Date Thesis Awarded
Honors Thesis -- Access Restricted On-Campus Only
Bachelors of Arts (BA)
Current research has suggested that facial expressions may not only be the result of emotional experiences, but they may also play a role in shaping emotion itself. This idea, known as the Facial Feedback Hypothesis, has been supported in a number of various areas of psychology. The weak version of the hypothesis tested in this study suggests that facial feedback may intensify or inhibit an underlying emotion already present. One area of psychology untouched by the facial feedback hypothesis appears to be political evaluations. We hypothesized that activation of the zygomatic major muscle in the face (normally present when expressing happiness) when evaluating moderate political statements would correlate with higher levels of support and be viewed as more partisan congruent to a person’s political identity. Similarly, we hypothesized that activating the anguli oris muscle in the face (usually present when expressing anger) when evaluating bi-partisan statements would correlate with higher levels of disagreement and be viewed as less congruent to a participant’s partisan identity when judging these statements. Results indicated that opposite to our predictions, moderate statements are evaluated more favorably and more congruently to political identity in the frowning condition compared to the smiling condition, relative to pretests. Implications are discussed.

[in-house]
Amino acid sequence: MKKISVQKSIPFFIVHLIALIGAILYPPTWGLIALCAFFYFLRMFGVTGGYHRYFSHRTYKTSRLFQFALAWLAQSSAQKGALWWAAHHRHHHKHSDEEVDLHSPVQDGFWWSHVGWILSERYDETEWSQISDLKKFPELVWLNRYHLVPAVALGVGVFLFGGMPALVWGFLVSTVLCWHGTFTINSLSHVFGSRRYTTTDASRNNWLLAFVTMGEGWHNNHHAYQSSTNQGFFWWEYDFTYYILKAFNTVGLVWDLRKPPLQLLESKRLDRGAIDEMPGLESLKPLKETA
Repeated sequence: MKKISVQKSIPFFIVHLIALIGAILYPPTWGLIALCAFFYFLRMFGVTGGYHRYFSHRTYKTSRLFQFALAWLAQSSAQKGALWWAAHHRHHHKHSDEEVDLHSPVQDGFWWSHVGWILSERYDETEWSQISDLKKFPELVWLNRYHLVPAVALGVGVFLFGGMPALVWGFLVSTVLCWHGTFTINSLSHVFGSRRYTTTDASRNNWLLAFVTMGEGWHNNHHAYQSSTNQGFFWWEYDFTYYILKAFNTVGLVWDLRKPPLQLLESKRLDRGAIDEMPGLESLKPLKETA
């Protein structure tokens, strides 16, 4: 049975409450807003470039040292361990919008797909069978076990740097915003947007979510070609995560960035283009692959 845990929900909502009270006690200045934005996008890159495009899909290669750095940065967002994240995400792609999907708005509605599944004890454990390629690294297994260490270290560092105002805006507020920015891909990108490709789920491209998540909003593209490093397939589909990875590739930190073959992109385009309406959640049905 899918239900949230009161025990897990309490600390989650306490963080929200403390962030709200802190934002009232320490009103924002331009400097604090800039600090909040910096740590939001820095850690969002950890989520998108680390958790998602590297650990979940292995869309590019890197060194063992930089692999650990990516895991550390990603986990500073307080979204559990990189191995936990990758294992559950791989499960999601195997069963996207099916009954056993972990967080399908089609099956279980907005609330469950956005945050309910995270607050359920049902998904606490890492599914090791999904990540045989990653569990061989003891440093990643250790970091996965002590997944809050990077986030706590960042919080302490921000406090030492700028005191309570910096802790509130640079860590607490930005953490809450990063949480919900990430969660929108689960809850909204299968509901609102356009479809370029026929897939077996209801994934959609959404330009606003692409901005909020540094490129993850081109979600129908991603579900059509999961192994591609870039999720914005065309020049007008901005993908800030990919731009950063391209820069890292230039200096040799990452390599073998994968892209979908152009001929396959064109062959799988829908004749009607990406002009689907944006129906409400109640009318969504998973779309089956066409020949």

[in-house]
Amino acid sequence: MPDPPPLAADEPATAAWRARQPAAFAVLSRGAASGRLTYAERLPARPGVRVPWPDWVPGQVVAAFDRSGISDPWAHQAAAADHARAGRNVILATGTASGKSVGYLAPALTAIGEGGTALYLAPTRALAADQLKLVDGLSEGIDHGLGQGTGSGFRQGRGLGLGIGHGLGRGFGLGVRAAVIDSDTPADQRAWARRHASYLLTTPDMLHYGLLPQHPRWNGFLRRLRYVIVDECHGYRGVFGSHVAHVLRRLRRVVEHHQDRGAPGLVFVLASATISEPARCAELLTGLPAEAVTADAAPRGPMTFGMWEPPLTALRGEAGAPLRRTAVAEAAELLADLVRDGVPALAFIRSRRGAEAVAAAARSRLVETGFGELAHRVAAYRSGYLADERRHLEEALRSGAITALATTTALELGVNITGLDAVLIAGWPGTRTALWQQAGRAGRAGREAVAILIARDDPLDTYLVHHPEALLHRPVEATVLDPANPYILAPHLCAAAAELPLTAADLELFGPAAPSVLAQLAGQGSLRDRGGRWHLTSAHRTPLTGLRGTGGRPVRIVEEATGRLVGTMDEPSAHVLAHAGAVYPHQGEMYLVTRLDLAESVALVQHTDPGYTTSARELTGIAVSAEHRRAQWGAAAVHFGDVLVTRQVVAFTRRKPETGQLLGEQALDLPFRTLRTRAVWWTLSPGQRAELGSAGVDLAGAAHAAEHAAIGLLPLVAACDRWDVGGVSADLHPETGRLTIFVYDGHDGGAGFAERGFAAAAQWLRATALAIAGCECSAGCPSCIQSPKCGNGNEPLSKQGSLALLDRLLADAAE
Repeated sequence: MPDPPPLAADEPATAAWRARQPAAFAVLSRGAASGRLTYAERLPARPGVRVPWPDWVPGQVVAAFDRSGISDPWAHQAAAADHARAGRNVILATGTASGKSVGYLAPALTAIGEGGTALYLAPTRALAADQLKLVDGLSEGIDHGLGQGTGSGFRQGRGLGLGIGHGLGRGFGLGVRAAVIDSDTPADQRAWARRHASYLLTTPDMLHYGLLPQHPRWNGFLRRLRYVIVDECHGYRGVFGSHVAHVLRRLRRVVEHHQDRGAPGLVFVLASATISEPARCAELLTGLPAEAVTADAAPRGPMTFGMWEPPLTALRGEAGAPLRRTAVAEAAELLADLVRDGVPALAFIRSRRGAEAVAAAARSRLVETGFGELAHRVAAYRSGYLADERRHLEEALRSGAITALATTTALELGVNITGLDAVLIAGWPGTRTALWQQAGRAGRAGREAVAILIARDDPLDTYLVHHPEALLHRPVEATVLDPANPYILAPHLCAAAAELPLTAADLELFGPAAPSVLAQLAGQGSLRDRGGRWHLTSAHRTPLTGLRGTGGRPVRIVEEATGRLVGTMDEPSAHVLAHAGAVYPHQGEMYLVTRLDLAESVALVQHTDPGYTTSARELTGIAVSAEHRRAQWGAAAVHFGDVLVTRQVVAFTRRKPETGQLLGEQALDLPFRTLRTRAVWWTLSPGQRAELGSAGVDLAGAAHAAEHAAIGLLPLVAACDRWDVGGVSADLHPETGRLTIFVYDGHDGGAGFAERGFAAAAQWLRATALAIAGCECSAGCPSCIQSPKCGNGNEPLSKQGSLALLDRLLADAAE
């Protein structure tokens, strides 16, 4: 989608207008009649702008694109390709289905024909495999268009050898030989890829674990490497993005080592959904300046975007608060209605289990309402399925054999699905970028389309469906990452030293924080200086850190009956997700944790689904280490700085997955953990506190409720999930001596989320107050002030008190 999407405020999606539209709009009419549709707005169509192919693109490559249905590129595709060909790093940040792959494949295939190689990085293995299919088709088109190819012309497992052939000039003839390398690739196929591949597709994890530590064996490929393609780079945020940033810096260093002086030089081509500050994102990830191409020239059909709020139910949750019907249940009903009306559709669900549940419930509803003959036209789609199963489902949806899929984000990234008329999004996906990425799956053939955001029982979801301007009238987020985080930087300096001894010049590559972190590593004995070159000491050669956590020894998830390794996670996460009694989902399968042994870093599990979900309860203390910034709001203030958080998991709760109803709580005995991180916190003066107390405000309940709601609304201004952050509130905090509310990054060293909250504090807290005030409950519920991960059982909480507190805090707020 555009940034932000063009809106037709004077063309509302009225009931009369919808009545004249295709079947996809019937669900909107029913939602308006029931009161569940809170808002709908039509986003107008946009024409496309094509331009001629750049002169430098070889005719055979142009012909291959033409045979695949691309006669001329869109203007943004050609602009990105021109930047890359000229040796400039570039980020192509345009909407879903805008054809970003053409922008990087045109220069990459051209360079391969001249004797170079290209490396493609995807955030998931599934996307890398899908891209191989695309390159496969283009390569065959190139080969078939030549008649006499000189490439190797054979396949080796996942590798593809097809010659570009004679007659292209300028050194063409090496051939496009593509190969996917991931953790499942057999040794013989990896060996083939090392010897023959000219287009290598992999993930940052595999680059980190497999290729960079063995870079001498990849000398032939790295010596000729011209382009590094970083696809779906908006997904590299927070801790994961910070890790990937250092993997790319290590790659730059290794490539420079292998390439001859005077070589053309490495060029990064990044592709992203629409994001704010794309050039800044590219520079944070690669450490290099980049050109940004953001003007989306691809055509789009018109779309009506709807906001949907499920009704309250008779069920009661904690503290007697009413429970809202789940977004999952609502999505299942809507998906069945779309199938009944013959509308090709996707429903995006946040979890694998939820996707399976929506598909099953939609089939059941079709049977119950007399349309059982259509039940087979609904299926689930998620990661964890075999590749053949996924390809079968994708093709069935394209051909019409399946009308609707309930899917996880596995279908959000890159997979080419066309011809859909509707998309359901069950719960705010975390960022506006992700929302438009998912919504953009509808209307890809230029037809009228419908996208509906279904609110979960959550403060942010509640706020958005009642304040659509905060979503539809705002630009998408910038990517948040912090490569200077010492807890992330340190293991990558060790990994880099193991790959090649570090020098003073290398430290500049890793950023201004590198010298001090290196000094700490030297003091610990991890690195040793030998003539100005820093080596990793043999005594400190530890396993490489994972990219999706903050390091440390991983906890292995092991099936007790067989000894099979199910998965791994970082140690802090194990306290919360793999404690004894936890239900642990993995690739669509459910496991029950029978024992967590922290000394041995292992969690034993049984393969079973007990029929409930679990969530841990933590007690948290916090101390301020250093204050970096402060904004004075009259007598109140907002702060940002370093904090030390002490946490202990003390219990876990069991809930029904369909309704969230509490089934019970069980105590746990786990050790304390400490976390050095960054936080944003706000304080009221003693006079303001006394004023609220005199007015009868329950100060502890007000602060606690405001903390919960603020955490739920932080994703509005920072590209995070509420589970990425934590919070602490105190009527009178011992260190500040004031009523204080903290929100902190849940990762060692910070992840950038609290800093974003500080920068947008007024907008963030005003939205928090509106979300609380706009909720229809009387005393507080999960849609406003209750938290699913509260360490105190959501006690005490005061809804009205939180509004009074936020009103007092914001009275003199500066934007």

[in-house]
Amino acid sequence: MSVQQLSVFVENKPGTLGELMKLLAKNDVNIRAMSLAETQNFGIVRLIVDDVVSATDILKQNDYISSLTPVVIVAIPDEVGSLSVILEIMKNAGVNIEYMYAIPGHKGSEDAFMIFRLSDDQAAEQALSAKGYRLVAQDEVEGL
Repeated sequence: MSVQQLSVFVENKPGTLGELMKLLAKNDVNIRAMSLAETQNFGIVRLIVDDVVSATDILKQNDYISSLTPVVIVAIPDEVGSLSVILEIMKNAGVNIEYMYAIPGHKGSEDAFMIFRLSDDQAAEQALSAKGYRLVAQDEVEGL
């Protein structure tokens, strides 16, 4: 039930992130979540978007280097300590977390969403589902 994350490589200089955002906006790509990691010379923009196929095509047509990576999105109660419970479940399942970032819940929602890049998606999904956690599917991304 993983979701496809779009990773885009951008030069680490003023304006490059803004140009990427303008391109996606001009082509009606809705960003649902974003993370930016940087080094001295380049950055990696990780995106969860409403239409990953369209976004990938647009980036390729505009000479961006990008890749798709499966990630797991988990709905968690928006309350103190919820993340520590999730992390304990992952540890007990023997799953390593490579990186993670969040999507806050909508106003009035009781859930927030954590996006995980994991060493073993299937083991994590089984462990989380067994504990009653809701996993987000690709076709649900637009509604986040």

Albertson, Josh, "Political Attitudes and the Facial Feedback Hypothesis" (2016). Undergraduate Honors Theses. William & Mary. Paper 982.
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